We also find no merit to Arora's challenge to the numerous flaws found in Arora's quality assurance plan. Among the flaws found by the agency were that certain aspects of Arora's plan were unrealistic and inefficient, and that Arora's plan was largely redundant, and was heavy on philosophy, light in actual detail as to how' [the plan] will be put into effect through the contract. The agency concluded that [i]t appears that [Arora] submitted [a] company [quality assurance] plan, and did not present a [plan] specific to this RFP. AR, Tab 35, Final Technical Evaluation Report, at 4.
Although the agency, in its report, provided a detailed response to Arora's protest that the evaluation of Arora's proposal under the quality assurance evaluation criterion was unreasonable, the protester, despite having counsel who had access under a protective order issued by our Office to all of the evaluation documentation, including the individual evaluator worksheets and the technical evaluation reports, does not challenge the vast majority of the evaluated flaws in its quality assurance plan as identified by the agency. Rather, the protester points to one comment in the contracting officer's statement regarding Arora's failure . . . to retype its quality indicators in its [quality assurance] plan, and argues that this comment pertains to a formatting issue, not a substantive criticism. Protester's Comments at 4. This limited challenge to a comment in the contracting officer's statement does not in our view call into question the reasonableness of the agency's evaluation of Arora's proposal under the quality assurance criterion.
Arora also protests that the agency acted improperly in considering the experience of CasePro's subcontractor (the incumbent contractor that is now a large business) in evaluating the awardee's proposal under the experience and capabilities criterion to the technical merit evaluation factor. The protester contends that the evaluation of CasePro's proposal as good under this criterion was unreasonable because CasePro itself does not possess experience performing a contract comparable in size and scope to the contract to be awarded here, asserting that only CasePro's subcontractor has such experience.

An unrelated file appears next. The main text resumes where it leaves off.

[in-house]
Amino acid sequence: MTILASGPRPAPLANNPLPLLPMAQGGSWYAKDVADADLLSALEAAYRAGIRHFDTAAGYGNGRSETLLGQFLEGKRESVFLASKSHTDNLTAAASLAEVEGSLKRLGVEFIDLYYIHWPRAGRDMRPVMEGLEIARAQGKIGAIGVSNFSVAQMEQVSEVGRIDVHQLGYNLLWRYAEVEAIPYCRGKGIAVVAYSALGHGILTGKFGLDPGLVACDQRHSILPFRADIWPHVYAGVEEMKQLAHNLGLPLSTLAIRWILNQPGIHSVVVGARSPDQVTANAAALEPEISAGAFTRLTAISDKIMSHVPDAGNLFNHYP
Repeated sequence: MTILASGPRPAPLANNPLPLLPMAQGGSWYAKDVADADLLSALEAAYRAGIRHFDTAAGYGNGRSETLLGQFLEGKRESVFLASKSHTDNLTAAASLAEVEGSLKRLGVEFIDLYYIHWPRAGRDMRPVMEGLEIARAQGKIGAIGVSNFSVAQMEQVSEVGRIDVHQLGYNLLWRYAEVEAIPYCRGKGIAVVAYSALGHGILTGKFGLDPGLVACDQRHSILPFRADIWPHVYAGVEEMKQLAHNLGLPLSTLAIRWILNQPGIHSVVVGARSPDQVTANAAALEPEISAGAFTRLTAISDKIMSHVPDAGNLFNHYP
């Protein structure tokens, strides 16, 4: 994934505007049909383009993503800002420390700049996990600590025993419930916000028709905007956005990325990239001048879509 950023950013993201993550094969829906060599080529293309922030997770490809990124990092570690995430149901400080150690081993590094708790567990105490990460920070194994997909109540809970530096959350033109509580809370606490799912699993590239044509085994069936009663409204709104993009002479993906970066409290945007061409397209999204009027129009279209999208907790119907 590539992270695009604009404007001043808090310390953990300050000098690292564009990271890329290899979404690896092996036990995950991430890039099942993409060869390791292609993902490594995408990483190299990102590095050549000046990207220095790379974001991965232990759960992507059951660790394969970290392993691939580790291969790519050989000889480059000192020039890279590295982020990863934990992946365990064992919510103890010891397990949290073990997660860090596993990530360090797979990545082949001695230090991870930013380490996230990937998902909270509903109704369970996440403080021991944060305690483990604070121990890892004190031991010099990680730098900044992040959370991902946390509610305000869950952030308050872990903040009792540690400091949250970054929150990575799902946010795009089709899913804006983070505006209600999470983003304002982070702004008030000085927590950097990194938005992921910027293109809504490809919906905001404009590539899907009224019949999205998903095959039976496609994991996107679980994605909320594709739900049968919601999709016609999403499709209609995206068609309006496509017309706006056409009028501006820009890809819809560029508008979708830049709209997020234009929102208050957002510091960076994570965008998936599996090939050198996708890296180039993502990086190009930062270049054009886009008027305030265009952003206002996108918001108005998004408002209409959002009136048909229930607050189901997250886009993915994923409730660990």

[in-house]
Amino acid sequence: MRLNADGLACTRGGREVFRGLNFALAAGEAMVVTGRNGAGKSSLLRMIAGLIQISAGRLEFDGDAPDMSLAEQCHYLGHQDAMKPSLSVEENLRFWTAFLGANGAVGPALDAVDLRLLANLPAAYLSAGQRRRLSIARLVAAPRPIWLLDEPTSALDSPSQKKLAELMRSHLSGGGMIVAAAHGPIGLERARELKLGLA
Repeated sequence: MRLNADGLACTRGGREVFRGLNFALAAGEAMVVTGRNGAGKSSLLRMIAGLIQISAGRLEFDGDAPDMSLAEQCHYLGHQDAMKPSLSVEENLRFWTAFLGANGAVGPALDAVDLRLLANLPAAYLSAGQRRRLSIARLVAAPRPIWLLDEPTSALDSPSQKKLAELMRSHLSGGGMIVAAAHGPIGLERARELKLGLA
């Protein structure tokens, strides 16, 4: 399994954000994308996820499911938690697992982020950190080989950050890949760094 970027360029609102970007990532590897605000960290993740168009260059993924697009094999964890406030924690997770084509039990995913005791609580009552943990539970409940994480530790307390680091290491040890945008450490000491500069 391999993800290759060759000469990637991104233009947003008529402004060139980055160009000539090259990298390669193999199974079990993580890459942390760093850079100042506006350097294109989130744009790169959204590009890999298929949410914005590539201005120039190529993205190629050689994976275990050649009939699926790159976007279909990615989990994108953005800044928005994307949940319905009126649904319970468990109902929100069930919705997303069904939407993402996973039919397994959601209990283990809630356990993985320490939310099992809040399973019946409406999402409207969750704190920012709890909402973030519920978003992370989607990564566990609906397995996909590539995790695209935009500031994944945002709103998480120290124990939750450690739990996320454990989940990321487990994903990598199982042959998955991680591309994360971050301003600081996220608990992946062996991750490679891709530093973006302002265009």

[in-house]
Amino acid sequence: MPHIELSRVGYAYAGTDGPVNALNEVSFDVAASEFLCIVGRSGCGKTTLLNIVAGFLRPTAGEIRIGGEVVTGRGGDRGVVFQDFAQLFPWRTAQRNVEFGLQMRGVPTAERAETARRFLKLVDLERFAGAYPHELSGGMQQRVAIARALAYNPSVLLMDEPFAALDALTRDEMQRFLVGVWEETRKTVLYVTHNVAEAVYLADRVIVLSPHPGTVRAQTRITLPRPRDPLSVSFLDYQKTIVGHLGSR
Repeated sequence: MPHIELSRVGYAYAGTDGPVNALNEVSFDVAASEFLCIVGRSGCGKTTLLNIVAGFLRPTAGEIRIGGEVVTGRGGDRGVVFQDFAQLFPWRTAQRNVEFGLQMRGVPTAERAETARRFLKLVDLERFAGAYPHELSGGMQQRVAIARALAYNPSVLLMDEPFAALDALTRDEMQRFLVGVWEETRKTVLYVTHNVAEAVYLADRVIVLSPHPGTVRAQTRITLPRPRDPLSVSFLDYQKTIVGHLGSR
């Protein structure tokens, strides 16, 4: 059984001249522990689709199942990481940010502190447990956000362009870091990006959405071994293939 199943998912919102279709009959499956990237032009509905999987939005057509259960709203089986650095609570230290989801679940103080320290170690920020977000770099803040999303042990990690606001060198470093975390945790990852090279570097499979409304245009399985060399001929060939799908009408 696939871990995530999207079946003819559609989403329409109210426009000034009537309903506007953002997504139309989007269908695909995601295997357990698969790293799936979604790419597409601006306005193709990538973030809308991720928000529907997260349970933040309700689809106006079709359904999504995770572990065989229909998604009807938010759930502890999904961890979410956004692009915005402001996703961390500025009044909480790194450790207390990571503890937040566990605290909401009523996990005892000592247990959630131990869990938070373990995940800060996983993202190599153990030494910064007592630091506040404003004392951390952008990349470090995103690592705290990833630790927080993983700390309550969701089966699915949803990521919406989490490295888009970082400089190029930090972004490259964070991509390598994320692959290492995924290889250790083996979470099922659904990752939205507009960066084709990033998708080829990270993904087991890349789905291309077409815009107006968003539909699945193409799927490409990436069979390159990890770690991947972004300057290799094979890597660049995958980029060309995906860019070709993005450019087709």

Contrary to the protester's position, our Office has found that, in the context of a competitive 8(a) set-aside, an agency may consider a large business subcontractor's experience under relevant evaluation factors. Premier Cleaning Sys., Inc., B'249179.2, Nov. 2, 1992, 92-2 CPD 298 at 4; cf. Innovative Tech. Sys., Inc., B'260074, May 24, 1995, 95-1 CPD 258 (agency may have legitimate reasons for limiting the extent to which it will consider a large business subcontractor's experience in evaluating a proposal submitted by an 8(a) firm in response to a 8(a) set-aside). Accordingly, we cannot find the agency's evaluation of CasePro's proposal under the experience and capabilities criterion objectionable.
The protest is sustained.
We recommend that the agency reevaluate Arora's proposal under the qualifications of key personnel evaluation criterion and make a new source selection. If the agency concludes that CasePro is no longer in line for award, it should terminate the contract awarded to CasePro and award a contract to Arora if otherwise appropriate. We further recommend that the agency reimburse Arora for the costs of filing and pursuing its protest, including reasonable attorney's fees. Arora's certified claim for costs, detailing the time spent and cost incurred, must be submitted to the agency within 60 days of receiving this decision. 4 C.F.R. 21.8(f)(1) (2003).
Anthony H. Gamboa
FOHS defines OH from the Federal Government perspective as: a comprehensive approach, with a public health perspective, to improving the health and safety of the Federal work force productivity, and decreasing the Government's liability and health care costs through various clinical, environmental, educational, and risk-based prevention programs.
 The solicitation was silent as the relative importance of the technical merit and past performance factors; because of this, the factors are assumed to be approximately equal in importance. Beneco Enters., Inc., B-283154, Oct. 13, 1999, 2000 CPD 69 at 9.
 Proposals were evaluated under the past performance factor as excellent, good, marginal, poor, or neutral.